The idea of an emergency fund is if you lost your job tomorrow, would you be able to continue in your current situation while looking for another job? Or some other large unforeseen expense like hospital bills for you or your pet. This is worked on simultaneously with paying down my high interest student loan. Typically you want your goal to be to have 3 to 6 months of expenses in a high yield savings account (HYSA). I personally use Ally which is completely online. This is one that particularly brings into the important of a budget, as to know how much you usually spend in a month a budget is important to track those expenses! The 3 to 6 month range really depends on your situation. With no kids and currently renting an apartment, I chose to only save up to 4 months in my high yield savings account. The upper range is typically 6 months regardless of your situation is because any more than 6 months you end up with too much cash that could be better used for investing. A HYSA can also be a great place for saving money for a large purchase like if you will be buying a house soon or planning a wedding.
4. Max out Roth IRA
Roth Individual Retirement Account (IRA) is another common retirement account! Annually at the income level I am in, I can contribute up to $6,000 maximum annually which I have been maxing out the past few years. Also make sure that you are not only adding money to your Roth IRA, but also assigning it to specific funds.
5. Reassess additional contribution to 401k
After I have maxed out my Roth IRA for the year, I reassess my contribution to my 401k. I am now closer to 20% now, but when I first started out I was closer to 7% to 10% as my contribution into my 401k. Unlike the Roth IRA, the maximum annual contribution for a 401k is $19,500. Most likely whatever provider your company uses for 401k with let you model how changing your contribution rate and other assumptions would affect your forecast up to your target retirement age. Because this is an important point, I would add that if your budget or current expenses do not allow you to max out your 401(k), it’s worth contributing at least to whatever amount you need to maximize your employer’s match, if they provide it!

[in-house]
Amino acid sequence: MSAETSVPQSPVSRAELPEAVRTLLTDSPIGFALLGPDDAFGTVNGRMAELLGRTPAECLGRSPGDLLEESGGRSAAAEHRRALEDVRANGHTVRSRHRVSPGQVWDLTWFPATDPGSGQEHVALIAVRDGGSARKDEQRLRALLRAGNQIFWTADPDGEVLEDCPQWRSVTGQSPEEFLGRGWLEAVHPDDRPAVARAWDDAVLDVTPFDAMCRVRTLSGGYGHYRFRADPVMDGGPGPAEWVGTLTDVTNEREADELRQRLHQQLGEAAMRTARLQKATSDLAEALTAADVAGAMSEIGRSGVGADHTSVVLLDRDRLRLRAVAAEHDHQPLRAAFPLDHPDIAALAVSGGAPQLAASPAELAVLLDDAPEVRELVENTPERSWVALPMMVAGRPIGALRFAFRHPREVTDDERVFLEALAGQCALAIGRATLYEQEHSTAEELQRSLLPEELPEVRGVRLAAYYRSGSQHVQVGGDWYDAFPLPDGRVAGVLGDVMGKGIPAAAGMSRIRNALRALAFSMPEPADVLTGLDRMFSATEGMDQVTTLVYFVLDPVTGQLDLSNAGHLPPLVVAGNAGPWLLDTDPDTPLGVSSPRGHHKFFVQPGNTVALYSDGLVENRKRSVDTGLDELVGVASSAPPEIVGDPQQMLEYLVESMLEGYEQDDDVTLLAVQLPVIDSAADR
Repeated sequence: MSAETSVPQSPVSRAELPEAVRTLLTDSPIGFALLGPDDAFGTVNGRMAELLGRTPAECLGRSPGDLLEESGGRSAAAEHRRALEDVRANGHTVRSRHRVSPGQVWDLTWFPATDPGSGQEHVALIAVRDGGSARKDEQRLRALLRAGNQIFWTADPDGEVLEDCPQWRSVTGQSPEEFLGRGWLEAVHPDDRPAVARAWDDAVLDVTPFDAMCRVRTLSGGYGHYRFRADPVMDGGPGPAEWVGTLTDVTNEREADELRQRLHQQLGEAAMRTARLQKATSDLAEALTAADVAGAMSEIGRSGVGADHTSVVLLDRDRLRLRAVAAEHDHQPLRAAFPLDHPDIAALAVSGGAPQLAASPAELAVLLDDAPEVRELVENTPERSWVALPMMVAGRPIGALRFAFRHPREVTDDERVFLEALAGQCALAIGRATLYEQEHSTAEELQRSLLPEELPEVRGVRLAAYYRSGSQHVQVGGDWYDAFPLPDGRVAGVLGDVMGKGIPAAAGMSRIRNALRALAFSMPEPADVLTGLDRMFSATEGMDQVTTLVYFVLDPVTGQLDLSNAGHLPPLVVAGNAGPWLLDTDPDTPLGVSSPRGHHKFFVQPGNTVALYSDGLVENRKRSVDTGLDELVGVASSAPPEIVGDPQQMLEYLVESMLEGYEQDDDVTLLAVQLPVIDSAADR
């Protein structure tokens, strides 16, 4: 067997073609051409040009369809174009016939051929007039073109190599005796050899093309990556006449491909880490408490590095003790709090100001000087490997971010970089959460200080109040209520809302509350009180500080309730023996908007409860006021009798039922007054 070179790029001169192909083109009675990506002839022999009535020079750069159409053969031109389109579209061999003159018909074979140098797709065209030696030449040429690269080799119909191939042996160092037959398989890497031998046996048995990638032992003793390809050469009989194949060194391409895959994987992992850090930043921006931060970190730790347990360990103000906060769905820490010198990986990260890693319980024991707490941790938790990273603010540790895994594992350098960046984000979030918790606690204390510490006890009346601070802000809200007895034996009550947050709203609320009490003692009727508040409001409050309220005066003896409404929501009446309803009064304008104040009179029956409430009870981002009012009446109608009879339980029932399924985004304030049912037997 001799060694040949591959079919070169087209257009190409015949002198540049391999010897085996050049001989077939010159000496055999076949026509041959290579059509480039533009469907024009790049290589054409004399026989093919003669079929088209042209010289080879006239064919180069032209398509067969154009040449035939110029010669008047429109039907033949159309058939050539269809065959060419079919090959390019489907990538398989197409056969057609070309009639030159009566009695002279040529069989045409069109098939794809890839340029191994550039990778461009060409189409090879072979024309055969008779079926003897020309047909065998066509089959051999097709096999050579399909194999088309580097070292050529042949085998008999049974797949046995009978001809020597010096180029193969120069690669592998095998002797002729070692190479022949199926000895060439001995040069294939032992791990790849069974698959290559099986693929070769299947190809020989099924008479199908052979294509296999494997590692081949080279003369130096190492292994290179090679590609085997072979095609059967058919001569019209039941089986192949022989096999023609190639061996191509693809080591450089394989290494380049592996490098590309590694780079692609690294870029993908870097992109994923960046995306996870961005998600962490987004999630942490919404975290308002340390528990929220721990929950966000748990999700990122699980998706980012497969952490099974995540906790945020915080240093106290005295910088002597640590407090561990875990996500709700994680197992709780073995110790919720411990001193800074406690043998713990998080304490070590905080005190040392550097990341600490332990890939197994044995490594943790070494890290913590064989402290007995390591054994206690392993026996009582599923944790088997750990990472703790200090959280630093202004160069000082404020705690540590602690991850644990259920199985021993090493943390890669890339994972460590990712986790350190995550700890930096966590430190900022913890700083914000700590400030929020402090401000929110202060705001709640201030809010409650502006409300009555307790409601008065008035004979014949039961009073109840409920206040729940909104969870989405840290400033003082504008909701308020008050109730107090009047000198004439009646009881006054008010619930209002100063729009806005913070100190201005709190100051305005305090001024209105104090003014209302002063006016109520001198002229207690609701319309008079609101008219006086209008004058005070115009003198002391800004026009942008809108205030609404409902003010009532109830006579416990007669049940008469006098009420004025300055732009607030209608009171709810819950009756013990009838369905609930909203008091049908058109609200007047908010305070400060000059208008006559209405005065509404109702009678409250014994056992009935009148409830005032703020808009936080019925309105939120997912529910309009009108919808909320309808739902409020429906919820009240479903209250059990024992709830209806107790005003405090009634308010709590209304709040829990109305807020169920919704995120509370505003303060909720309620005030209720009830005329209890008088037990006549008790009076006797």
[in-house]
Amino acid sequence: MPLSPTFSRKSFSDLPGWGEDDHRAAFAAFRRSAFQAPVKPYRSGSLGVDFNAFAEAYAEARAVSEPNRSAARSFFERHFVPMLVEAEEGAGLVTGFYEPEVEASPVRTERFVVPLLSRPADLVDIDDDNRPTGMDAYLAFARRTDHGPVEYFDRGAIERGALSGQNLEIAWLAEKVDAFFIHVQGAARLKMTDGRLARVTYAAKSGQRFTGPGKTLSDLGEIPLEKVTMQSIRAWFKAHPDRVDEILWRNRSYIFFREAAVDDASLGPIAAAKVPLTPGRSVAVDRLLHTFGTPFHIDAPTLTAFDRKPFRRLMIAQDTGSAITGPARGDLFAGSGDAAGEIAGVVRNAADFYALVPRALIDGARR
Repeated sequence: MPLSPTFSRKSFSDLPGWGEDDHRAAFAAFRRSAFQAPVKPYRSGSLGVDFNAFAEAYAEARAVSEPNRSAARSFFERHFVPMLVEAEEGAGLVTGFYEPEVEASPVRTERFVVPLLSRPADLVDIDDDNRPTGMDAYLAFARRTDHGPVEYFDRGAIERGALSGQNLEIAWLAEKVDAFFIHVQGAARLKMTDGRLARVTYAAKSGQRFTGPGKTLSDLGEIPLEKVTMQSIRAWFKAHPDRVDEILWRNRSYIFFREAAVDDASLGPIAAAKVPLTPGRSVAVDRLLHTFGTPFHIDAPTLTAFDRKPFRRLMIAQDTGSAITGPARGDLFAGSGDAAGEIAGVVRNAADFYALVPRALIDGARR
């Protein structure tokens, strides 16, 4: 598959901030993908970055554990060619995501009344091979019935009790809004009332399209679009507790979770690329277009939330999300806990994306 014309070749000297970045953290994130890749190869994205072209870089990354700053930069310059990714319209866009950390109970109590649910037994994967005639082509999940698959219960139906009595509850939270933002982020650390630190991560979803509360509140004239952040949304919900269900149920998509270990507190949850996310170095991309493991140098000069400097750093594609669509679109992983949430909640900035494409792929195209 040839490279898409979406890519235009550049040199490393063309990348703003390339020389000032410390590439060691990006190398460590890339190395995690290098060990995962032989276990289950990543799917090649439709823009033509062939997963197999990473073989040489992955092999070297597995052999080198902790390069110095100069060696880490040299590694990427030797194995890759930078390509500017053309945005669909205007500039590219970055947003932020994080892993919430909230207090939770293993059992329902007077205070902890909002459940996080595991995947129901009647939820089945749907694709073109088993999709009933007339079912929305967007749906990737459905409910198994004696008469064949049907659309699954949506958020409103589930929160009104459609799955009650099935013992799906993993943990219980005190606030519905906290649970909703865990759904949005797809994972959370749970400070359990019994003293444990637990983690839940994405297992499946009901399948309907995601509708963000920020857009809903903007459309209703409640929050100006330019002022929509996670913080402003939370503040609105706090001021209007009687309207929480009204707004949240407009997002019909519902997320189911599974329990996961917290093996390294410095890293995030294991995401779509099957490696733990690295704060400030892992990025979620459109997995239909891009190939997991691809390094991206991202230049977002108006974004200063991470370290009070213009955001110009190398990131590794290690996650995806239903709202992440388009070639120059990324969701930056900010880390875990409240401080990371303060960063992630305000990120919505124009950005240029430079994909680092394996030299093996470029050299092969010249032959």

6. Taxable Investments (like stocks)
Invest as early and as often as possible as time in the market almost always beats timing the market. I also recommend that you don’t invest in anything you don’t understand.
Most of my investments are in ETFs, some separate stocks, and very little in crypto. Crypto is still somewhat emerging, so I consider this my ‘YOLO’ investment (less than 5% of my total taxable investments) as it is much more of a gamble than traditional investing.
Also always diversify to mitigate risk! For example with crypto, I reccomend that you choose a stable coin, a volatile coin, and a foreign coin.
Look at your investments as a whole and check that you are diversifying between type, risk, and category.
I hope this helps you on your personal finance journey!
What questions do you have about personal finance? How is your Credit Score Calculated? How can I check my Credit Report? How do I start budgeting? I would be happy to answer them on Instagram or through a future blog post!
- Recent episode of Engineering Our Future Podcast: 037 // From $140k in Debt to Financial Coach as a Civil Engineer with Nicolai Oliden: https://open.spotify.com/episode/5ZAKL7xp98tIsz433Xgqo8?si=cb5db0811aaf474f
- Traditional 401(K) Or Roth 401(K) Calculator: https://www.bankrate.com/retirement/calculators/401-k-or-roth-ira-calculator/